Finding Magnitude and Direction of Force on a Charge

1. Aug 27, 2011

cheerspens

1. The problem statement, all variables and given/known data
Three charges are arranged as shown in the picture I attached. Find the magnitude and direction of the electrostatic force on the charge at the origin.

2. Relevant equations
I know that Coulomb's Law must be applied.

3. The attempt at a solution
I've drawn a force diagram with FCB pointing to the left and FAB pointing down. I've also broke the vectors into components using Coulomb's Law and added them together. By doing this, I got 2.7 x 10-5 $\hat{x}$ + 0 $\hat{y}$. From here what do I do to get an answer?

I know the answer is supposed to be 1.38 x 10-5 at 77.5 degrees so I need help with how to get there.

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2. Aug 27, 2011

Staff: Mentor

You must have made a mistake, since the resultant must have a component in the y direction. Show how you computed FCB and FAB.

3. Aug 27, 2011

cheerspens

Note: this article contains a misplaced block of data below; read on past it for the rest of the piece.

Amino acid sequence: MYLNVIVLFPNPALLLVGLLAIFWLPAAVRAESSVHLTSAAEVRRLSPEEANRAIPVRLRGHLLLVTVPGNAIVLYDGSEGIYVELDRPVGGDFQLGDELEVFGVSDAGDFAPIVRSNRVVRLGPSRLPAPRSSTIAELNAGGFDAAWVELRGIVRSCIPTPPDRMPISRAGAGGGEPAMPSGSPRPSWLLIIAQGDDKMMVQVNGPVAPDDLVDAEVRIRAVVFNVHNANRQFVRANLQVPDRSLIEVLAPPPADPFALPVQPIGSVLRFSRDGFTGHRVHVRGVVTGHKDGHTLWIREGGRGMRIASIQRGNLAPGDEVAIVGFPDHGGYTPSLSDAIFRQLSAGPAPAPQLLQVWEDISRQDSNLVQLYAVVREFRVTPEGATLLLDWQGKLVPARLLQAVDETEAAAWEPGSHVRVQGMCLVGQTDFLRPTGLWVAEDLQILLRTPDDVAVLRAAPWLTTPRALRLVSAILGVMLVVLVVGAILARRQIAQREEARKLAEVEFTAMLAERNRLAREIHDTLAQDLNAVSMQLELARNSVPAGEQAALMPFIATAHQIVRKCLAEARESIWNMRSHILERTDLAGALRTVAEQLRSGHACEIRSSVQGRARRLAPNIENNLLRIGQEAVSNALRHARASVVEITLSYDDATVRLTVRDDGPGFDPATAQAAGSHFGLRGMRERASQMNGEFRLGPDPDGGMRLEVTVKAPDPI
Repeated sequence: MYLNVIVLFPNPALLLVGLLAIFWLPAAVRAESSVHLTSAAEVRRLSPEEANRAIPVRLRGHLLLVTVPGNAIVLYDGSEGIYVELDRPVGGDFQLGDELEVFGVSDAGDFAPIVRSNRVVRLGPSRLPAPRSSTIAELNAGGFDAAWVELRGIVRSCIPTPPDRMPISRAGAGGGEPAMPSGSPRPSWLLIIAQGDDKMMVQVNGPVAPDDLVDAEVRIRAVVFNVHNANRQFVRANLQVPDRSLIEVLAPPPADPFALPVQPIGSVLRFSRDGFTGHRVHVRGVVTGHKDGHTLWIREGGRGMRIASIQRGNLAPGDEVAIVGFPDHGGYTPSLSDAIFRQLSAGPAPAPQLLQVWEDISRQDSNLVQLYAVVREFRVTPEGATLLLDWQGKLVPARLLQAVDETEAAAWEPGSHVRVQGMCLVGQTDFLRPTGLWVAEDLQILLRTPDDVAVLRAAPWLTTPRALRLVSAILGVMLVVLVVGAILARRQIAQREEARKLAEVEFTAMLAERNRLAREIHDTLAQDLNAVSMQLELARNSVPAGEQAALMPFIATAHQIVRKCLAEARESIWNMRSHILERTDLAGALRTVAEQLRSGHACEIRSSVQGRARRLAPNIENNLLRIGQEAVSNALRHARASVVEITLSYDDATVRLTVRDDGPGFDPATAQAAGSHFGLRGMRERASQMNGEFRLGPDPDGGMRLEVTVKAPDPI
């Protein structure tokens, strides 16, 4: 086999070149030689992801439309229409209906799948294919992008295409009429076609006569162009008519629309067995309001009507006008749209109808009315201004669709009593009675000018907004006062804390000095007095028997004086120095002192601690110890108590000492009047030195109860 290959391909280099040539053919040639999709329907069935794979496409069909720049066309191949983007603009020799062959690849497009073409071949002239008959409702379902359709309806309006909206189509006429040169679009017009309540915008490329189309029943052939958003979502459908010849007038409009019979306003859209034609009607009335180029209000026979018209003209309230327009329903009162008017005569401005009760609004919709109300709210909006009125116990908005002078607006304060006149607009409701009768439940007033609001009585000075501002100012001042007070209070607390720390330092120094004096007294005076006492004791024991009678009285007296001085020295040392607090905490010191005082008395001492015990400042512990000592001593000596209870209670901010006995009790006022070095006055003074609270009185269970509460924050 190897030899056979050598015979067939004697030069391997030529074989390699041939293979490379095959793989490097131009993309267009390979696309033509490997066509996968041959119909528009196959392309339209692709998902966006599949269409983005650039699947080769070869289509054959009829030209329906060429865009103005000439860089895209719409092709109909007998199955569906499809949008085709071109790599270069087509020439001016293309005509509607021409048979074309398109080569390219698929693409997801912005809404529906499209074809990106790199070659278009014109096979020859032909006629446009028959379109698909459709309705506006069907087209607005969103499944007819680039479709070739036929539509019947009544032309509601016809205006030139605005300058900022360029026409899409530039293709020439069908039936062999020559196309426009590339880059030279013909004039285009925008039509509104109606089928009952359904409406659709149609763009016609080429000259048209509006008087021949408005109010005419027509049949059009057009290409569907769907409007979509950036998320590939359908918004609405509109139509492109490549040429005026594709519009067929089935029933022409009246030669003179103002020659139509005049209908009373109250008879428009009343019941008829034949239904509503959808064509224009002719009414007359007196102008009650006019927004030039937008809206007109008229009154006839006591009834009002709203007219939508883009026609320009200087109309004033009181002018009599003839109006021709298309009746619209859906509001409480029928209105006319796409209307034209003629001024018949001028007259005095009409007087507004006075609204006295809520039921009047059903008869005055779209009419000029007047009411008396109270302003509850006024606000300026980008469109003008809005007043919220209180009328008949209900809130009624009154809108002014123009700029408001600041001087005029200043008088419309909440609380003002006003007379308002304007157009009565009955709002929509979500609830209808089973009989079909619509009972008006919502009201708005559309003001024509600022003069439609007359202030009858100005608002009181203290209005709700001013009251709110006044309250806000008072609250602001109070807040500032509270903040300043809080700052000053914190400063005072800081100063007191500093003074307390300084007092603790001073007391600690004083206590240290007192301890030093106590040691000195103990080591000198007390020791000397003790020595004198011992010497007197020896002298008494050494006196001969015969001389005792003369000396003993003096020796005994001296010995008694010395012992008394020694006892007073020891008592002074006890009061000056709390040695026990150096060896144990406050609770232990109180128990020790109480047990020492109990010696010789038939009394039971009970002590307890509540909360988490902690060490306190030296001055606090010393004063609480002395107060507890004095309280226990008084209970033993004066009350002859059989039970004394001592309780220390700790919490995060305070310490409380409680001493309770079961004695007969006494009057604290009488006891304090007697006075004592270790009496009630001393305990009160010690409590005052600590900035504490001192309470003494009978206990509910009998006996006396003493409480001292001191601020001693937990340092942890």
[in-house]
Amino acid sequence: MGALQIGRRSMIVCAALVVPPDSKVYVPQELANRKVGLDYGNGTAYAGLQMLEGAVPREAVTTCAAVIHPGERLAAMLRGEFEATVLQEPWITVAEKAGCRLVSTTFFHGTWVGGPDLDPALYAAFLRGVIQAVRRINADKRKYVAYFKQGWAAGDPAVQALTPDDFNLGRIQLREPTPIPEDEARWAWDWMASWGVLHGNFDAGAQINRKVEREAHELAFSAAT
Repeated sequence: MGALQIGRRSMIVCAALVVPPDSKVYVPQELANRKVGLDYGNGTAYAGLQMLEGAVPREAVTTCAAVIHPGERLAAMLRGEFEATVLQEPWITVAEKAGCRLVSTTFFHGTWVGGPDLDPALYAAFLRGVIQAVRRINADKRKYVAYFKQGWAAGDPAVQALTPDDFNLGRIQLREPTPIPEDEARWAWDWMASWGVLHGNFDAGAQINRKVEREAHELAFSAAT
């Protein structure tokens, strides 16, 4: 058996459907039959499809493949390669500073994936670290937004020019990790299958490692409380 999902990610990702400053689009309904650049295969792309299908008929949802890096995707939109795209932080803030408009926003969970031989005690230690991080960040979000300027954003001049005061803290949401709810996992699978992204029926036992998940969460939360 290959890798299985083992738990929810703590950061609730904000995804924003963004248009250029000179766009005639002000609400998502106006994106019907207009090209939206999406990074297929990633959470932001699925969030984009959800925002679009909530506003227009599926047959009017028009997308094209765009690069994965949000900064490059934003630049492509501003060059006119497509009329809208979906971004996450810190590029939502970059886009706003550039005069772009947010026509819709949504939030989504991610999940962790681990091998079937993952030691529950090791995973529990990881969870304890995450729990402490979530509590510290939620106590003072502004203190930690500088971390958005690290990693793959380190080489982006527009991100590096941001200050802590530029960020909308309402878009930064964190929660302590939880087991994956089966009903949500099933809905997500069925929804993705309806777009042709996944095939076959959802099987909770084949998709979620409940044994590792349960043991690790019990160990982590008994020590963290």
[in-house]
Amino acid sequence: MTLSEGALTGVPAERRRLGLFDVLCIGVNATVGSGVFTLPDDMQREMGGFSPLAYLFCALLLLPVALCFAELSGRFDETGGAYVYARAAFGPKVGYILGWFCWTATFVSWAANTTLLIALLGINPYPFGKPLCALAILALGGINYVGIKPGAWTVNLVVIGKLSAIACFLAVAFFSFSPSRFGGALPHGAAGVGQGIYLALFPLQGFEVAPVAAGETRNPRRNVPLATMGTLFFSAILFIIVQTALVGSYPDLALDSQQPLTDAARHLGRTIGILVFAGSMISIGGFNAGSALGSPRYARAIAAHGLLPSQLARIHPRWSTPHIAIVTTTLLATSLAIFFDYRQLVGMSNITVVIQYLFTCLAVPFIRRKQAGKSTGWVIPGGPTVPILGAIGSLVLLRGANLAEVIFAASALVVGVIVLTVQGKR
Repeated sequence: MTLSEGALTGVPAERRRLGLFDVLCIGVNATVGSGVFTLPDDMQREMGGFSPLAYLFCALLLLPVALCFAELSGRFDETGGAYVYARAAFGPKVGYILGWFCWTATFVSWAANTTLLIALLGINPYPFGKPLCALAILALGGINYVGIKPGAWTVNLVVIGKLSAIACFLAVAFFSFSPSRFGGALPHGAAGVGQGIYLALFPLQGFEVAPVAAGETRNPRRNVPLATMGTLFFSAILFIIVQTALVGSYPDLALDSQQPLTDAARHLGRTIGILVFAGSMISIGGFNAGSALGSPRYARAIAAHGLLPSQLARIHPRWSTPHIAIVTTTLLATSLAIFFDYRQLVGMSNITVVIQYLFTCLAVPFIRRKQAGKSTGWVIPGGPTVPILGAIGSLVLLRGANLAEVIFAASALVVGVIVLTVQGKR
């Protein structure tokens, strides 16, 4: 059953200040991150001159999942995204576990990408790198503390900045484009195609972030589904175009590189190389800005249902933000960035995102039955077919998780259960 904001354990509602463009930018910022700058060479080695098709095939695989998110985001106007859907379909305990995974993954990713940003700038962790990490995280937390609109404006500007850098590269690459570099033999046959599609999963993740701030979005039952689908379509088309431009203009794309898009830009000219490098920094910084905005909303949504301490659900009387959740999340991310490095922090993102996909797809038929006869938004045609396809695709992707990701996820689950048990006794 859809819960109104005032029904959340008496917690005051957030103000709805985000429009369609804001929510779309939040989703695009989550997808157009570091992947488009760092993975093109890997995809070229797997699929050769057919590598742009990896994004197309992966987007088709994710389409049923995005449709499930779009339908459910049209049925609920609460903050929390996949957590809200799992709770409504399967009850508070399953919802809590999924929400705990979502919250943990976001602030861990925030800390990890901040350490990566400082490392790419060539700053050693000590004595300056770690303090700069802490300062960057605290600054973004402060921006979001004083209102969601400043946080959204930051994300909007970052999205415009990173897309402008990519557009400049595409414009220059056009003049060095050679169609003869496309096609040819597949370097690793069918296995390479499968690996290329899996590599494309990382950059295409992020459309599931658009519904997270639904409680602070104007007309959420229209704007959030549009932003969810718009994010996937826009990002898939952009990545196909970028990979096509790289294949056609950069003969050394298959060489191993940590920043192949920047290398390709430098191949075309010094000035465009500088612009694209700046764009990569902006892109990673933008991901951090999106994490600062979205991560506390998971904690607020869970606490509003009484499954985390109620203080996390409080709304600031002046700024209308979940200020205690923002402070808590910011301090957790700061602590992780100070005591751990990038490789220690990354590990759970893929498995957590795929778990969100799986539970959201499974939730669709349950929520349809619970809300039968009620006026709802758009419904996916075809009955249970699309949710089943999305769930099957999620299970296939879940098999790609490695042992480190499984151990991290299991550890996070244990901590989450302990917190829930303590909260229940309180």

FCB=[(9x109|(6x10-9)(5x10-9)|) / (.32)][cos 180]$\widehat{x}$ + [(9x109|(6x10-9)(5x10-9)|) / (.32)][sin 180]$\widehat{y}$

FAB=[(9x109|(-3x10-9)(5x10-9)|) / (.12)][cos 270]$\widehat{x}$ +[(9x109|(-3x10-9)(5x10-9)|) / (.12)][sin 270]$\widehat{y}$

4. Aug 27, 2011

Staff: Mentor

OK, now simplify these results by evaluating those trig functions.

5. Aug 27, 2011

cheerspens

I did and thats how I got 2.7x10-9$\hat{x}$ + 0$\hat{y}$
Was my set up right and I went wrong somewhere in the math? I was always thinking I set it up wrong or wasn't using the right values.

6. Aug 27, 2011

Staff: Mentor

Give me your values for sin(180), cos(180), sin(270), and cos(270).

7. Aug 27, 2011

cheerspens

sin(180) = 0
cos(180) = -1
sin(270) = -1
cos(270)=0

8. Aug 27, 2011

Staff: Mentor

Good. Now simplify your equations in post #3 accordingly.

9. Aug 27, 2011

Lobezno

What's the point of incorporating Trig functions? If you compute them individually then you get two separate forces, one along the y axis and one along the x axis. Remember also that the force between charges A and B is repulsive, so the force you drew downwards is meant to be upwards.

Last edited by a moderator: Aug 27, 2011
10. Aug 27, 2011

Staff: Mentor

While you don't need to use trig functions, there's nothing wrong with using them.
Charges A and B are oppositely charged, thus the force is attractive.

11. Aug 28, 2011

Lobezno

C and B, sorry. They'll produce an opposite charge.